If you would like to read the News Release from the EPA, here is the link:

http://yosemite.epa.gov/opa/admpress.nsf/d0cf6618525a9efb85257359003fb69d/8000636f6ca5f6c78525785c0065afab!OpenDocument

More EPCRA Enforcement making headlines

According to the EPA Region 5 Weekly Activity Report for the week of March 14, 2011, “Region 5 signed a Consent Agreement and Final Order (CAFO) with Interstate Cold Storage, Inc. (ICS), commencing and concluding an action alleging violations of Section 312(a) of EPCRA. The CAFO alleges that ICS failed to timely submit a completed emergency and hazardous chemical inventory form including ammonia and sulfuric acid for calendar year 2007, for two of its facilities, to the Indiana SERC, the LEPC and the local fire departments with jurisdiction over the facilities. Region 5 proposed a penalty of $154,869, which was reduced to $80,371, in consideration of Respondent’s good faith negotiations, cooperation, size of business and the quick settlement.”

Either I’m seeing more press coverage lately or there is more EPA enforcement.

Hopefully, the regulated community will stay ahead of the curve and avoid “good faith negotiations.”

www.dragun.com

Livestock Air Study “Critique” Begins

Further to our January 14th newsletter, with the completion of the National Air Emissions Monitoring Study (NAEMS), various groups are beginning to weigh in with their opinions.  One of these groups is Environmental Integrity Project (EIP).  The title of their report, “Hazardous Pollution From Factory Farms: An Analysis of EPA’s National Air Emissions Monitoring Study,” is not exactly a “politically neutral” title.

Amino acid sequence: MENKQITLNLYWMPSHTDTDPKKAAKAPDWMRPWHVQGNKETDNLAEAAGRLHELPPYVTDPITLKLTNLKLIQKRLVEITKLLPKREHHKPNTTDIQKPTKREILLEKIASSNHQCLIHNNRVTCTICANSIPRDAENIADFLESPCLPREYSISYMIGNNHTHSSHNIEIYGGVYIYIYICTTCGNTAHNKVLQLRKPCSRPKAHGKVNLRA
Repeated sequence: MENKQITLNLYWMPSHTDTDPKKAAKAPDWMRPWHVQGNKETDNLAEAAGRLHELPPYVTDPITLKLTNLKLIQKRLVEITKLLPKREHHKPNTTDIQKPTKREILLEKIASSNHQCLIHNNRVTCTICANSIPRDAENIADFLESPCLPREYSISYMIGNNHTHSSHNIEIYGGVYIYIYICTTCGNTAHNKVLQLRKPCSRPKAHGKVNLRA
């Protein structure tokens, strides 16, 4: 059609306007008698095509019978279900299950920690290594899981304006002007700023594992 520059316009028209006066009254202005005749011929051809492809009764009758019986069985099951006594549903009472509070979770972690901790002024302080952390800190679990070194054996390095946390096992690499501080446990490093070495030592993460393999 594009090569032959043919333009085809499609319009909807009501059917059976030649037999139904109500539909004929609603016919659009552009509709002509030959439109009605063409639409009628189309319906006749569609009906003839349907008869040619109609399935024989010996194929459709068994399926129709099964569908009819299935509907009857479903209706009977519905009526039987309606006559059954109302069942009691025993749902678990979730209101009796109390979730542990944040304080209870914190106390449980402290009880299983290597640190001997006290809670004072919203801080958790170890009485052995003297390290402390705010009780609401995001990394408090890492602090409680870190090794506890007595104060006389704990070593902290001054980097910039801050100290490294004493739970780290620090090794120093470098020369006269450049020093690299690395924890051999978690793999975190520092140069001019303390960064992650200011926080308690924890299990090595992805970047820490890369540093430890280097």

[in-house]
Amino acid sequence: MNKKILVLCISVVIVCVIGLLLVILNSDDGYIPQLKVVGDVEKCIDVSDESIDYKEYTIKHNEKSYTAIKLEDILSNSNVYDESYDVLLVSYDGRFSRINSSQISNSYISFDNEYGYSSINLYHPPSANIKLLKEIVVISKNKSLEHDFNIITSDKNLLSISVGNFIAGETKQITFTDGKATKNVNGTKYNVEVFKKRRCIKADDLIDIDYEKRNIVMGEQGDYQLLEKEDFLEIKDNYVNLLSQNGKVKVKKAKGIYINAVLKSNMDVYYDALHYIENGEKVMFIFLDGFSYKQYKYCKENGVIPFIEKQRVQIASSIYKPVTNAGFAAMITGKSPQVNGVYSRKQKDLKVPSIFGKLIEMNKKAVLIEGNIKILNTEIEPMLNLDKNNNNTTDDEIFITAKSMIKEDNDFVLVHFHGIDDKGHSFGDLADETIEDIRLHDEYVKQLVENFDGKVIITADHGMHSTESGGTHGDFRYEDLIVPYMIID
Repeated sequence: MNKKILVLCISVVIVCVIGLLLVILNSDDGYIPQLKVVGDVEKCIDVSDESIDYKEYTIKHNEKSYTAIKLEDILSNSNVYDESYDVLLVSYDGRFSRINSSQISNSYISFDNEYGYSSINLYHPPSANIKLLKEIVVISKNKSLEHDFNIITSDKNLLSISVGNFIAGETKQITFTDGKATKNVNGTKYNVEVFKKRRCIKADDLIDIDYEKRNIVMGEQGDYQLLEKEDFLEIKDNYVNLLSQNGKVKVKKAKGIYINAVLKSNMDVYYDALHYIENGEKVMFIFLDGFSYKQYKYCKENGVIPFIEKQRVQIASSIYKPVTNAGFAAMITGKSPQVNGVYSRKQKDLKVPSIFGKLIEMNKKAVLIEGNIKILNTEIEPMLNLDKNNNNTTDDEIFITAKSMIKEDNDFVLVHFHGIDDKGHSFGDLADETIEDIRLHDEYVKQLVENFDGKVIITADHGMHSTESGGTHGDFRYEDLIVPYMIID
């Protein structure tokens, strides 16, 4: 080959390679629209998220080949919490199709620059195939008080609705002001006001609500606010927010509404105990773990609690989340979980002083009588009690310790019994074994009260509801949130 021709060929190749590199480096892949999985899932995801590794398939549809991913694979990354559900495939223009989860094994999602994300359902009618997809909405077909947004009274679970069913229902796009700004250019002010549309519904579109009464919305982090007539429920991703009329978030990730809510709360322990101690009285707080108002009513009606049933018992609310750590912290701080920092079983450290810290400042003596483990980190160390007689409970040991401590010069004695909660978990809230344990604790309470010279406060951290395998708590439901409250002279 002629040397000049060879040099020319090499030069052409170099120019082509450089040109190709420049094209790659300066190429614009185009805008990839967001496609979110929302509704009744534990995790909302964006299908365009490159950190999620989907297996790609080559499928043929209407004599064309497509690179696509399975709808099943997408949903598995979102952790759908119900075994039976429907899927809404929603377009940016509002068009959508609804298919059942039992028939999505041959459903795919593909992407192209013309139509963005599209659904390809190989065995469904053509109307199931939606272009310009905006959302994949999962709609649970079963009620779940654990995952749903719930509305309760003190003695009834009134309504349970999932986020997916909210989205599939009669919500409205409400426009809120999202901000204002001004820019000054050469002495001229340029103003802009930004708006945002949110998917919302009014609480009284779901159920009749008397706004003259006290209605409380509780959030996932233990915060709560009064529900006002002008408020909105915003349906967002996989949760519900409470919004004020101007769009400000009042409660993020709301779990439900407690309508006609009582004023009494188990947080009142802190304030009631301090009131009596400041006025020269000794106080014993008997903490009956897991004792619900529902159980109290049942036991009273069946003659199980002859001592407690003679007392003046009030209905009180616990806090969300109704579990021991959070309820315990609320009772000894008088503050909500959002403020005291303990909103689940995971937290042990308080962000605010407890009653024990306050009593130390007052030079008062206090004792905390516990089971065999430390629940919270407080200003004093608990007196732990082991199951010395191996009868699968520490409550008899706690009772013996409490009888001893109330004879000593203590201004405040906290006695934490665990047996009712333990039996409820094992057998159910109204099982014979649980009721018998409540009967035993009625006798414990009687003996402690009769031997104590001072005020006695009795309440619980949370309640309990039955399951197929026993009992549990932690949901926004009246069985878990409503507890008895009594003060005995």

Following their review of the NAEMS report, EIP offers the following conclusion:

Despite significant influence by the regulated community and problems with both monitoring and data analysis, the NAEMS results document high levels of air pollution around factory farms and demonstrate the need for increased public health protection for rural communities.  This study adds to a growing body of research showing that factory farms are industrial-scale polluters, and EPA’s failure to regulate CAFO pollution under the Clean Air Act and other laws runs afoul of sound science.

EPA should act quickly to use existing emissions research and the results of this study to set emission estimating methodologies that will allow for accurate, site-specific estimates of pollution emitted from the thousands of large CAFOs across the country. Once these methodologies have been established, EPA should protect communities exposed to unsafe levels of particulates, ammonia, hydrogen sulfide, and volatile organic compounds by requiring emissions reporting and the use of technology proven to reduce air pollution.

Here is a link to EIP’s report http://www.environmentalintegrity.org/03_09_2011.php

EIP’s suggestion that the EPA develop emission-estimating methodology is significant.  In the January 31, 2005, Federal Register notice, “Animal Feeding Operations Consent Agreement and Final Order,” there are specific actions required (for those who signed the Agreement) once the estimating methods are available.